How I Quit Smoking

Giving up smoking is impossible and needs a lot of will power, it is generally said. Withdrawal syndrome, often forces one to resume the habit. But some circumstances help in both giving up smoking and overcoming the discontinuation syndromes.

February 15, 1971 is an unforgettable day in my life – the very fact I still remember the date even after 46 years bear out the statement. The day is memorable not because of it being my birthday or wedding day but for altogether a different reason: picking up of a generally not appreciated habit. From that moment, I gained membership of smokers’ club and continued to be so for next 43 years.

Making Faces

During this period, my loyalty to a brand changed several times for various reasons. From two sticks a day, my smoking increased to two packs, before it settled at 10-12 sticks/ day for several years. I have seen days of designated ‘smoking area’ (seats) in airplane to a complete ban of smoking in a flight. For almost two decades, I had no restriction on smoking, but vividly remember non-smokers making faces and some others quietly moving away from the spot. When restrictions were imposed on smoking at railway stations, airports and other public places I, like other smokers, looked for a corner to stealthily have fag and that provided an opportunity to make some very temporary acquaintances.

Tricky Situation

My family made several futile attempts to make me quit smoking. Perhaps, ego prevented me to make serious attempt at giving up the habit. Smoking was quite helpful in taking breaks at work place and in keeping some people away, I have used it get out a tricky situations like avoiding a marriage proposal! Finding it very delicate to say ‘no’ directly, I lighted the cigarette in a meeting, which made some not to pursue the matter further, either they thought I have no respect for elders (orthodox) or maybe I am having other bad habits too! Anyway, I could wriggle out the situation.

Heart Attack

All this is now part of history. As I said in the beginning, circumstances did make me quit the habit after 43 years! In afternoon (around 3.30 pm) of June 14, 2014, I had a heart attack and have been removed to a hospital, may be within an hour. The subsequent treatment, including insertion of two stents, and a week’s stay in hospital helped me to forget about smoking. Coping up with trauma was not easy. Even after 3 ½ years, I am not the same person (prior to heart attack).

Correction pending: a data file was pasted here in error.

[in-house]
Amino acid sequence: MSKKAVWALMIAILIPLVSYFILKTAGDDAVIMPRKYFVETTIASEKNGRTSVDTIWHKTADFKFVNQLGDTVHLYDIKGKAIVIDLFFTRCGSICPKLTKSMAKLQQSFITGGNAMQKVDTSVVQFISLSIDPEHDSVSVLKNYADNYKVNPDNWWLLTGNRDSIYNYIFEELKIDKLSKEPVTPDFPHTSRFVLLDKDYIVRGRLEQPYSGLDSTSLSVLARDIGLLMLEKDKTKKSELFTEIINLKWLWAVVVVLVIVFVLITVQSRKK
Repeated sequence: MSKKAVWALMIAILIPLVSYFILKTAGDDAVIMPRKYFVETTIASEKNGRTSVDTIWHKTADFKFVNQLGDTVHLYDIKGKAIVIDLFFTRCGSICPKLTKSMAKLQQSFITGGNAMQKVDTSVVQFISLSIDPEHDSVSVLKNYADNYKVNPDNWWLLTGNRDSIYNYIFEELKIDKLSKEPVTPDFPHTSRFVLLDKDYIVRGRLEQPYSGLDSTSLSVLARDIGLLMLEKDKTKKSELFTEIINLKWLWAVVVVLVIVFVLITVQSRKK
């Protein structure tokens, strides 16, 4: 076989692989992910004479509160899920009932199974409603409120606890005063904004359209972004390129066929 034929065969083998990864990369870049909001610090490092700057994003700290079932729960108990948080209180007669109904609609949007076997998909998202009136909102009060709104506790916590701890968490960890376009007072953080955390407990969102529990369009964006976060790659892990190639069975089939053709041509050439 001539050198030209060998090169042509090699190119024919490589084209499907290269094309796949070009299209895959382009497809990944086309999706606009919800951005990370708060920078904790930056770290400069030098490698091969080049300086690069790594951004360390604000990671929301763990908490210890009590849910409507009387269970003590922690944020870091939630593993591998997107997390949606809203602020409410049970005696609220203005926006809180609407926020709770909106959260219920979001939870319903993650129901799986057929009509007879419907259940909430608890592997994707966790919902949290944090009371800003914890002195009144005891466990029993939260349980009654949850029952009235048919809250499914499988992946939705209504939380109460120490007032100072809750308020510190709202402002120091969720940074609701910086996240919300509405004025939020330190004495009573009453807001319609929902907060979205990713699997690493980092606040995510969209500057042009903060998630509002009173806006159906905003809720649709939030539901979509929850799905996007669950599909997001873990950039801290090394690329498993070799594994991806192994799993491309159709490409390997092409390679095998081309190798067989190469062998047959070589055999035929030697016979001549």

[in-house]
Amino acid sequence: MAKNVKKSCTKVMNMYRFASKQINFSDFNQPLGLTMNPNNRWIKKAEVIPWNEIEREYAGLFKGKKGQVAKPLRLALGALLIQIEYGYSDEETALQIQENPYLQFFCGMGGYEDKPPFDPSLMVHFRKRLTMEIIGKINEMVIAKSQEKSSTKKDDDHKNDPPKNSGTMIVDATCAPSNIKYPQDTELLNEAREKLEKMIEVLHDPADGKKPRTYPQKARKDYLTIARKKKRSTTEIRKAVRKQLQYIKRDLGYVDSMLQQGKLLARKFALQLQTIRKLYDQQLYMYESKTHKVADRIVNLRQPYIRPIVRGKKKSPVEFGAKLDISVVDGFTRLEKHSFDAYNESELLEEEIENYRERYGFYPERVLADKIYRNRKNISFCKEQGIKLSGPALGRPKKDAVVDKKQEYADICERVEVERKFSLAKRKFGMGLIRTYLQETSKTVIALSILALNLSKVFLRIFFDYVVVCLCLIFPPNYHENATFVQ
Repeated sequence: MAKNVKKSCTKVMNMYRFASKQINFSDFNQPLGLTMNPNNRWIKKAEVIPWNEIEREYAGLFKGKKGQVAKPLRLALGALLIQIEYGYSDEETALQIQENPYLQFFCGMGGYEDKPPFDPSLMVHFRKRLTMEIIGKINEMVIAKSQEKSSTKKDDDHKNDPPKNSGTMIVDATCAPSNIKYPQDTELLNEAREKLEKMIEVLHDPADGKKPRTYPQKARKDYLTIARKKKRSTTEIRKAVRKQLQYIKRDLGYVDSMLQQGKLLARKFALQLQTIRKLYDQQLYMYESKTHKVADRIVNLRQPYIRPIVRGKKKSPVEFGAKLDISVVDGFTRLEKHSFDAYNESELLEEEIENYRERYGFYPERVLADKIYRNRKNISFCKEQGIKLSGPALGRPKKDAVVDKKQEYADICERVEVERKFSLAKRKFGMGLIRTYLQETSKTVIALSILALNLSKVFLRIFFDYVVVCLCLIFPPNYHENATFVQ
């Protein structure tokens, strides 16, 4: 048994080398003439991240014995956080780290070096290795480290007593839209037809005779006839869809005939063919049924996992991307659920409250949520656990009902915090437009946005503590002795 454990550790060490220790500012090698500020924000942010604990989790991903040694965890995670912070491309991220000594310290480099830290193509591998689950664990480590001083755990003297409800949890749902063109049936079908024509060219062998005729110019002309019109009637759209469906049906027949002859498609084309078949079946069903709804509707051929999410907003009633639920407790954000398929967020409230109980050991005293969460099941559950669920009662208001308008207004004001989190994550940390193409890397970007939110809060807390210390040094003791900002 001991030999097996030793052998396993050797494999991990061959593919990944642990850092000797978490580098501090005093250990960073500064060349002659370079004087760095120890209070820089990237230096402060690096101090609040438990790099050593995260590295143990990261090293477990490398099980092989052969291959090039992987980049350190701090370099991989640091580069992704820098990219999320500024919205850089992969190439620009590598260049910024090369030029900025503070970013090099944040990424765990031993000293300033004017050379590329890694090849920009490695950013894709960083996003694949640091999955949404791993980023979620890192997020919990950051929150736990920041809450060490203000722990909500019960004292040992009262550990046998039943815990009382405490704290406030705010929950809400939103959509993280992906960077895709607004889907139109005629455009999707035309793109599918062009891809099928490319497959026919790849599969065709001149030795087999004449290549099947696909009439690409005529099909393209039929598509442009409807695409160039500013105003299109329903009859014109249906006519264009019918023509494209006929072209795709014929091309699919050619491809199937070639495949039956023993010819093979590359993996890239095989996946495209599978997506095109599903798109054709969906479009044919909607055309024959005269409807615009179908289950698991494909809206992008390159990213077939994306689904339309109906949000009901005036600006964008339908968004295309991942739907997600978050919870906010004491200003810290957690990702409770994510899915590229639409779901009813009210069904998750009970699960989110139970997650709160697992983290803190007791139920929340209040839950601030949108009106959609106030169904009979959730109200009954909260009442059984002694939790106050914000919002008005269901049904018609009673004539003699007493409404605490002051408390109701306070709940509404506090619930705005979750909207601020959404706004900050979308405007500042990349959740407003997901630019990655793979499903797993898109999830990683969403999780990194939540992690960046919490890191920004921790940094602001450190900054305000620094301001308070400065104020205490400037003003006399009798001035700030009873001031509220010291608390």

Withdrawal Syndromes

Recovery from the setback was complicated because of two reasons: not having a cigarette and my wife being still in bed due to an accidental fall in end of April that year. Withdrawal syndrome of stopping smoking, coupled with the side-effects of strong medicines, made me really struggle a lot. I share with readers the major symptoms, (not in order) that I went through:

  • Shattered confidence
  • Lack of sleep
  • Irritable bowel syndrome
  • Psychological changes, including developing of fear complex
  • Drowsiness and laziness
  • Drop in enthusiasm
  • Drop in alertness
  • Becoming absentminded
  • Becoming aloof, including not maintaining minimum courtesy of calling back
  • Developing apprehensiveness (thought of even changing attending physician)

How I managed to overcome these? Well, it was not only undemanding, but was/is extremely difficult. It is nearly 3½ years since I had the last cigarette, yet I cannot say that I do not get the urge!

Fear and Motivation

To be honest, the fear of another heart attack (Doctors insisted on life-style changes to minimize chances) was the single most important restraining factor, particularly in the initial months of recovery. The excruciating pain that I experienced at the time of heart attack is still fresh in my mind. Those who did not have had any major health issue can recollect any unpleasant experience they had while smoking to quit the habit now.

Motivation from within controlled the intensity of ‘urge’ for a smoke. I used to keep on telling myself that ‘when I could be off from it for six days (while in hospital), I can be without it for a longer period’. I stopped going to the kirana shop (I used to buy cigarette) for a couple months, lest I may get tempted.

My ego also prevented me from resuming smoking: I do not want others to comment on my life-style. Surely, not only my family members but others would also have commented had I took to smoking again. To avoid peer pressure, I made lot of amends to my social life, so much so that I do not enjoy going out now. Diversion of mind, dozing off and recalling the trauma were other tools that I employed to ward off the urge. A most important strength in fighting against habit was/is family support. Fear of losing me made it to put up with my changed behavior - even idiosyncrasies. Anyway it was/is not easy to get rid of smoking. As adage goes, ‘all’s well that ends well’.


More by :  V. N. Prasad

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